And he’s never stopped.

What you have to understand here is that Carter, as much as anyone, is to credit for West Virginia’s ascendance to being one of the best programs in the Big 12. When Huggins started recruiting Carter, West Virginia was in the midst of a transition that was not going well. In their first season in the Big 12 after leaving the Big East, the Mountaineers finished 13-19 overall, the first time that Huggs had a team finish a season below .500 since 1984-85, his very first year as a Division I head coach. The following year they were better, but their 17-16 mark was the second-most losses that Huggins has ever had in a season as a head coach.

“We were struggling,” Huggins said. “I underestimated the switch from the Big East and how they played in the Big East to the Big 12. We had the wrong kind of guys. We had guys that didn’t love to play.”

JC, and his four-year back court mate Daxter Miles, love to play. They were unheralded prospects that were brought in to replace guys like Eron Harris, who left the program after averaging 17 points as a sophomore, and completely changed the culture of West Virginia basketball.

It helps that their arrival sparked a change in philosophy — Press Virginia was born — but it bears asking: Would Press Virginia have worked without those two making their presence known?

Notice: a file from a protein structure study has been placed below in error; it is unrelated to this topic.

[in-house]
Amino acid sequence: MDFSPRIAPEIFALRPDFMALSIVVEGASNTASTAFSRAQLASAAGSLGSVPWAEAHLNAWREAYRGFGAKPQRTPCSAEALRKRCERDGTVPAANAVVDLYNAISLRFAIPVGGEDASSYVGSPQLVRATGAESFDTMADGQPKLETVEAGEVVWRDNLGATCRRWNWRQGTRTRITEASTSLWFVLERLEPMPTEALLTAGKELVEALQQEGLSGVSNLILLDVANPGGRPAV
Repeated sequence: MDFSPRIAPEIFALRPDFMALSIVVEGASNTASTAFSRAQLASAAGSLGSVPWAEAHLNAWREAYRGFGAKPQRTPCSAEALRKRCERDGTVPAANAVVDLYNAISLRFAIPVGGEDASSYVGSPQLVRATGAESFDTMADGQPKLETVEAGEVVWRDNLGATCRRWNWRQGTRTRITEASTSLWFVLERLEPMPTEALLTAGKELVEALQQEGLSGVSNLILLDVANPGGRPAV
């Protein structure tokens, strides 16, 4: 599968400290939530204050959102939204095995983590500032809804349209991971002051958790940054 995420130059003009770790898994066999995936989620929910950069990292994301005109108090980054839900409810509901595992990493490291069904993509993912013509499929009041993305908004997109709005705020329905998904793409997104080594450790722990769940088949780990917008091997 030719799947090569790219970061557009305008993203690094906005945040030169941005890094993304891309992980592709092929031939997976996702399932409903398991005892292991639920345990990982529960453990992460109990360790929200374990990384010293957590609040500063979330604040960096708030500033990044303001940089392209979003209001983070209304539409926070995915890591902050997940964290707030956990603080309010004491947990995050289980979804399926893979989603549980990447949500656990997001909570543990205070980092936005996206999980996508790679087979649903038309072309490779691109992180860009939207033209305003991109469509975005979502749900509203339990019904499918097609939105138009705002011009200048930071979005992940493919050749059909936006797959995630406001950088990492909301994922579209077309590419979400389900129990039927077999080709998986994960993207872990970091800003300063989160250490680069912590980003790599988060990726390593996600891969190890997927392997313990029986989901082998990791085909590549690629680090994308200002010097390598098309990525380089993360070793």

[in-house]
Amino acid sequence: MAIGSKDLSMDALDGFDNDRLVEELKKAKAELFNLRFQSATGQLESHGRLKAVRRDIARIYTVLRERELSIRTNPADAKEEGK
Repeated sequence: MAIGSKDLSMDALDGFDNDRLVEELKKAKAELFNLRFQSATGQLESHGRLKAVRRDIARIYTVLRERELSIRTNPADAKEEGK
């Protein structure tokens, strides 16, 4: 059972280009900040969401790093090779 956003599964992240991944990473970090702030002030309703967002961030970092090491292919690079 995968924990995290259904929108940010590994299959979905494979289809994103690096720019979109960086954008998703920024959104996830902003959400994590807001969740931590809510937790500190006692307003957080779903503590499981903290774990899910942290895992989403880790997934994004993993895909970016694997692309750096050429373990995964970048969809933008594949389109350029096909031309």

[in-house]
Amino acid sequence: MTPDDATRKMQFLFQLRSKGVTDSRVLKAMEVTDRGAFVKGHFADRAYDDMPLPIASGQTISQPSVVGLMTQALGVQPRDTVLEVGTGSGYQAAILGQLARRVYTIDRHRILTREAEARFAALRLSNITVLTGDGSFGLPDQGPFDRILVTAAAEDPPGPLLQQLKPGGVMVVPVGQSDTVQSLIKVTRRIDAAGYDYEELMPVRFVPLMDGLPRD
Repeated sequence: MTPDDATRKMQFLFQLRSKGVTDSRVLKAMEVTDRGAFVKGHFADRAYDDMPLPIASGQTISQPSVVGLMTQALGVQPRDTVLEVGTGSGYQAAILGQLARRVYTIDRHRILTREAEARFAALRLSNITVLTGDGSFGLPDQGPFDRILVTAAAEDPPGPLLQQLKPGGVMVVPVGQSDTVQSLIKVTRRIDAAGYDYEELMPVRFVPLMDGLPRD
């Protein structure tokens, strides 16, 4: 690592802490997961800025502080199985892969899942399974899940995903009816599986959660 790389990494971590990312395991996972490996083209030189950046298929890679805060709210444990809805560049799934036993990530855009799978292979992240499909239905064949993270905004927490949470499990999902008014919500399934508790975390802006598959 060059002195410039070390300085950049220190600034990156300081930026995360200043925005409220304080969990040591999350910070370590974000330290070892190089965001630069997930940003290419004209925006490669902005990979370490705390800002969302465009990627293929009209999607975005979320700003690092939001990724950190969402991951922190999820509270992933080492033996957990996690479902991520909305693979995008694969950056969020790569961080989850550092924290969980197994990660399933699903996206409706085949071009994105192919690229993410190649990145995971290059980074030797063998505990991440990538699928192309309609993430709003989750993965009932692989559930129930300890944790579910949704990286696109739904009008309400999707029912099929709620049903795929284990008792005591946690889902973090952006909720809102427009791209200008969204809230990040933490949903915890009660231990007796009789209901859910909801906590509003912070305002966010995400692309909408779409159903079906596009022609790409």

“These two guys are — they’re at the head of that class,” Huggins said. “They work. They work every day in practice. They’re coachable. I’ve never had one complaint about either one of them. I’ve never had one issue with either one of them.”

Culture is a word that gets thrown around a lot in college basketball, sometimes unnecessarily so, but with Miles and, specifically, Carter, it is completely fair and justifiable to say that they changed the culture of West Virginia basketball.

“They’ve come into this situation and basically turned it around,” Everhart said. “Look at where we were four years ago when they got here and look at where we are today. We won 25 games four years in a row and three straight Sweet 16s, and I think that speaks volumes in terms of what they’ve meant to West Virginia basketball and our program, locker room, culture, where we are right now.”

“He’s the guy who really get me to play great defense,” Konate said, “because I never saw JC giving up or get tired. So I say, ‘if he’s doing it, why not me?'”

And that right there says all you need to know about Jevon Carter and the legacy that he will leave.

Kentucky moves scrimmage to Eastern Kentucky for flood relief

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LEXINGTON, Ky. — Kentucky will play its annual Blue-White men’s basketball scrimmage in Eastern Kentucky to benefit victims of the devastating summer floods.

The school announced that the Oct. 22 event at Appalachian Wireless Arena in Pikeville will feature a pregame Fan Fest. Ticket proceeds will go through Team Eastern Kentucky Flood Relief.

Wildcat players will also participate in a community service activity with local organizations in the relief effort.

Kentucky coach John Calipari said the team was excited to play for Eastern Kentucky fans and added, “We hope we can provide a temporary escape with basketball and community engagement.”

The scrimmage traditionally is held at Rupp Arena. It will occur eight days after its Big Blue Madness public workout at Rupp.

Kentucky’s Tionna Herron recovering from open-heart surgery